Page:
St. André in his childlike confidence exemplified Our Lord Jesus Who grew in His Sacred humanity under the authority of His foster father St. Joseph. Even in reference to His Heavenly Father he lovingly called Him “Abba.” Scripture reminds us that this, too, must be our posture before God Our Father: “Jesus invited a little child to stand among them. ‘Truly I tell you, unless you change and become like little children, you will never enter the Kingdom of Heaven. Therefore, whoever humbles himself like this little child is the greatest in the Kingdom of Heaven’” (Mt 18:4). In all things, humble obedience, persevering and confident prayer, and childlike dependence on God, Our Blessed Mother and St. Joseph was key to St. André’s Sanctity and so it must be ours. St. André would exhort those who came to him, “We must pray to St. Joseph, but always and in everything will nothing but what God wills.”3 Let us then with confidence “Go to Joseph” in this Year of St. Joseph to receive help and protection in our days.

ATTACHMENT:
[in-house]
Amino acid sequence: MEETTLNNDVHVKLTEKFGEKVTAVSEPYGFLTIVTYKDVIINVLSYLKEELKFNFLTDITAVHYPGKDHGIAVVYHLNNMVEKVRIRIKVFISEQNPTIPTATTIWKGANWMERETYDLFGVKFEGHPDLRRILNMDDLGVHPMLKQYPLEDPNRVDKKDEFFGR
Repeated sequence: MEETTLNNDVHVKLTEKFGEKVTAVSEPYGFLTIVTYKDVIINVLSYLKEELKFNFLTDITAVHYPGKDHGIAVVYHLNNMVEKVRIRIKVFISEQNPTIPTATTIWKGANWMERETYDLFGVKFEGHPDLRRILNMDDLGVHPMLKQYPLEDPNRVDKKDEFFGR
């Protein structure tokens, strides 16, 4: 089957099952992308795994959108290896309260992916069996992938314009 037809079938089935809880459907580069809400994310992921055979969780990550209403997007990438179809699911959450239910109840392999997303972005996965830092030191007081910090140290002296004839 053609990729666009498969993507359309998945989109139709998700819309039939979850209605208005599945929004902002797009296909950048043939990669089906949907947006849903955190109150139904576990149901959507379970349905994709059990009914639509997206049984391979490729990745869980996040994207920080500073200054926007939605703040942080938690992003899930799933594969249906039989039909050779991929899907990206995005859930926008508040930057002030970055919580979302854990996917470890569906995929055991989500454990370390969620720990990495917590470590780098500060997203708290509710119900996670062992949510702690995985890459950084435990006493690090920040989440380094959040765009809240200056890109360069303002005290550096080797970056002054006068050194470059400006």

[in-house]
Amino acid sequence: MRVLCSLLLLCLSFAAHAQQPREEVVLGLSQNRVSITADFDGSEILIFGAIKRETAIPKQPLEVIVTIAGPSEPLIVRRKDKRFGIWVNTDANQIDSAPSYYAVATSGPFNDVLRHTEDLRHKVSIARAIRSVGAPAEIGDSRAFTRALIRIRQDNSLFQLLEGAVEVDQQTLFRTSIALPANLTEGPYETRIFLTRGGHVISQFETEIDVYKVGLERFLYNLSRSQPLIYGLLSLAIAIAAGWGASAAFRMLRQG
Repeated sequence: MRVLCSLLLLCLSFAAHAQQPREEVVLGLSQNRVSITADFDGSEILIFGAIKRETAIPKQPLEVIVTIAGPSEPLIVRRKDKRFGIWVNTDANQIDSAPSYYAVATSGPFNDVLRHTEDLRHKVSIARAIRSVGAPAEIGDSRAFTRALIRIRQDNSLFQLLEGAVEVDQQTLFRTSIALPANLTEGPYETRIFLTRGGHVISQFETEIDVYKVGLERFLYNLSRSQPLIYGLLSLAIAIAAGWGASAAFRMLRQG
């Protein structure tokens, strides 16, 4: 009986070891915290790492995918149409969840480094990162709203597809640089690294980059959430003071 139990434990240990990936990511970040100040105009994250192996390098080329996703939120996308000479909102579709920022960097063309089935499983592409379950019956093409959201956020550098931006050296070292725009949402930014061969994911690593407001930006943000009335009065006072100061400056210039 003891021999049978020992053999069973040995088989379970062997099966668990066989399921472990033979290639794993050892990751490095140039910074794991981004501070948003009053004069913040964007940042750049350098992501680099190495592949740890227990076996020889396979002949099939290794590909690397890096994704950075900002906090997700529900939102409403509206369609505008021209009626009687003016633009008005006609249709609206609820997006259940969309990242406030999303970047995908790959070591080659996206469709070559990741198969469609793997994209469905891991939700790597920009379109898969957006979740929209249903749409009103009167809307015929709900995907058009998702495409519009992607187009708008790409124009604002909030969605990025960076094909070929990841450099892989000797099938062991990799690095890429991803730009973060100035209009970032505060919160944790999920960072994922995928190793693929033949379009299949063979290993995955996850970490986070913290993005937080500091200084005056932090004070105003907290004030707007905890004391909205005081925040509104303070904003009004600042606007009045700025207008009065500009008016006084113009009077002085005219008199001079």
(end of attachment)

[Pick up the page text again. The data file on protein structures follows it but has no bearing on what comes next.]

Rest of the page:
1.”St. Andre Bessette: Montreal’s Miracle Worker.” October 25, 2004.

 2. Ibid.

 3. Bergeron, CSC, Henri-Paul. Brother Andre: The Wonder Man of Mount Royal. Montreal: Saint Joseph Oratory, 1997.

Small and her husband Bill have made their solemn profession as Third Order Franciscans of the Immaculate, through the Franciscans of the Immaculate in New Bedford.